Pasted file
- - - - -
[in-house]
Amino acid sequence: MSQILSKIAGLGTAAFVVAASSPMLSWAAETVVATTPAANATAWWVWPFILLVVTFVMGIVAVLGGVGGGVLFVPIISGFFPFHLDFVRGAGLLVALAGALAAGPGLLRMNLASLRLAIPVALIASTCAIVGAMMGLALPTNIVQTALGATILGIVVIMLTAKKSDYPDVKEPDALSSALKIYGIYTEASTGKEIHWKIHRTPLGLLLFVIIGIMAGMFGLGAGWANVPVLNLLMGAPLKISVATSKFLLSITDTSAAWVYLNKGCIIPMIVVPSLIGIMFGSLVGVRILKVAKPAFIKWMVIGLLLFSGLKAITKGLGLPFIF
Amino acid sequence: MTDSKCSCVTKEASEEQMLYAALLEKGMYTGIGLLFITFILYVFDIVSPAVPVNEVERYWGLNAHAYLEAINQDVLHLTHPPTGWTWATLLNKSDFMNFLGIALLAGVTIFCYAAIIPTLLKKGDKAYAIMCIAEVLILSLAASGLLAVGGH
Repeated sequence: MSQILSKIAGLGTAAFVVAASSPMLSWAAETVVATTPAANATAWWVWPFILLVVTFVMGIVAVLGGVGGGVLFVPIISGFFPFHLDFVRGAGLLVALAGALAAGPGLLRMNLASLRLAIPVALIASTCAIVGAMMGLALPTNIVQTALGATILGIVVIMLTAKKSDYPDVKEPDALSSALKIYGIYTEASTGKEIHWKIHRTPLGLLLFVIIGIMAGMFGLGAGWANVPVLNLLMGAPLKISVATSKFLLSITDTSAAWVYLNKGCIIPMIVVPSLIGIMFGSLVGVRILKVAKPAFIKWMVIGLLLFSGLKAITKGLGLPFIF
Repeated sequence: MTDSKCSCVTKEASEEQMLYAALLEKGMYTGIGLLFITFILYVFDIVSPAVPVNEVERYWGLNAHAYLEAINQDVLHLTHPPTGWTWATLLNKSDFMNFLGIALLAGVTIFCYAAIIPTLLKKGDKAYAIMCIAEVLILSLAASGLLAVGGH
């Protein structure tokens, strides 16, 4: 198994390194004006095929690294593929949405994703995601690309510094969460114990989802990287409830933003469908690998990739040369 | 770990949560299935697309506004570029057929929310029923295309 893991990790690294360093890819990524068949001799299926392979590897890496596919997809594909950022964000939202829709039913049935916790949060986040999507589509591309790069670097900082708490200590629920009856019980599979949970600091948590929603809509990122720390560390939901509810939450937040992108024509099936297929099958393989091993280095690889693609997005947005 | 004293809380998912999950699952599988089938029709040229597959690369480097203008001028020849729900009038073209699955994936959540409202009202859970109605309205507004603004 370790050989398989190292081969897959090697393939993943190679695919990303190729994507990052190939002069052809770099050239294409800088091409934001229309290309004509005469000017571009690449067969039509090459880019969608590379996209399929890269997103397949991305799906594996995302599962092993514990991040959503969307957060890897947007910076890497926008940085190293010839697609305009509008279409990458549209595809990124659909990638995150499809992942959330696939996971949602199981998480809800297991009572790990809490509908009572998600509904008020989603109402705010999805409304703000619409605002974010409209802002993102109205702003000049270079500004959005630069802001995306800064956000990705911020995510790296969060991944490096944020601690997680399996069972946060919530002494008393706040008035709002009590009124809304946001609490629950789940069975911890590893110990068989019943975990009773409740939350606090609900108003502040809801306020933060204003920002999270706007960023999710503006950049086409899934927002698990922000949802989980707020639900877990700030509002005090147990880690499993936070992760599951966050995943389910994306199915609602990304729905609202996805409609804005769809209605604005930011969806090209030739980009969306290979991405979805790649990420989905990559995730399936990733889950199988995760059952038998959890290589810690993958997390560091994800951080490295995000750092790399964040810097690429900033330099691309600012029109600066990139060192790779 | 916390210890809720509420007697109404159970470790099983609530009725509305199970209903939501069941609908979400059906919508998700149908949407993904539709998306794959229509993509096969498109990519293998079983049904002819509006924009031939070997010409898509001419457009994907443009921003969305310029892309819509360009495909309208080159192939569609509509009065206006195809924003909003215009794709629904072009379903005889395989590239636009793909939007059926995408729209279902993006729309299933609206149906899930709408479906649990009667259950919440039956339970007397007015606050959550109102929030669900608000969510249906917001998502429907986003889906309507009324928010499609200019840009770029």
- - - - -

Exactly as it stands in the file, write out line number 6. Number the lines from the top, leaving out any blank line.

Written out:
């Protein structure tokens, strides 16, 4: 198994390194004006095929690294593929949405994703995601690309510094969460114990989802990287409830933003469908690998990739040369 | 770990949560299935697309506004570029057929929310029923295309 893991990790690294360093890819990524068949001799299926392979590897890496596919997809594909950022964000939202829709039913049935916790949060986040999507589509591309790069670097900082708490200590629920009856019980599979949970600091948590929603809509990122720390560390939901509810939450937040992108024509099936297929099958393989091993280095690889693609997005947005 | 004293809380998912999950699952599988089938029709040229597959690369480097203008001028020849729900009038073209699955994936959540409202009202859970109605309205507004603004 370790050989398989190292081969897959090697393939993943190679695919990303190729994507990052190939002069052809770099050239294409800088091409934001229309290309004509005469000017571009690449067969039509090459880019969608590379996209399929890269997103397949991305799906594996995302599962092993514990991040959503969307957060890897947007910076890497926008940085190293010839697609305009509008279409990458549209595809990124659909990638995150499809992942959330696939996971949602199981998480809800297991009572790990809490509908009572998600509904008020989603109402705010999805409304703000619409605002974010409209802002993102109205702003000049270079500004959005630069802001995306800064956000990705911020995510790296969060991944490096944020601690997680399996069972946060919530002494008393706040008035709002009590009124809304946001609490629950789940069975911890590893110990068989019943975990009773409740939350606090609900108003502040809801306020933060204003920002999270706007960023999710503006950049086409899934927002698990922000949802989980707020639900877990700030509002005090147990880690499993936070992760599951966050995943389910994306199915609602990304729905609202996805409609804005769809209605604005930011969806090209030739980009969306290979991405979805790649990420989905990559995730399936990733889950199988995760059952038998959890290589810690993958997390560091994800951080490295995000750092790399964040810097690429900033330099691309600012029109600066990139060192790779 | 916390210890809720509420007697109404159970470790099983609530009725509305199970209903939501069941609908979400059906919508998700149908949407993904539709998306794959229509993509096969498109990519293998079983049904002819509006924009031939070997010409898509001419457009994907443009921003969305310029892309819509360009495909309208080159192939569609509509009065206006195809924003909003215009794709629904072009379903005889395989590239636009793909939007059926995408729209279902993006729309299933609206149906899930709408479906649990009667259950919440039956339970007397007015606050959550109102929030669900608000969510249906917001998502429907986003889906309507009324928010499609200019840009770029």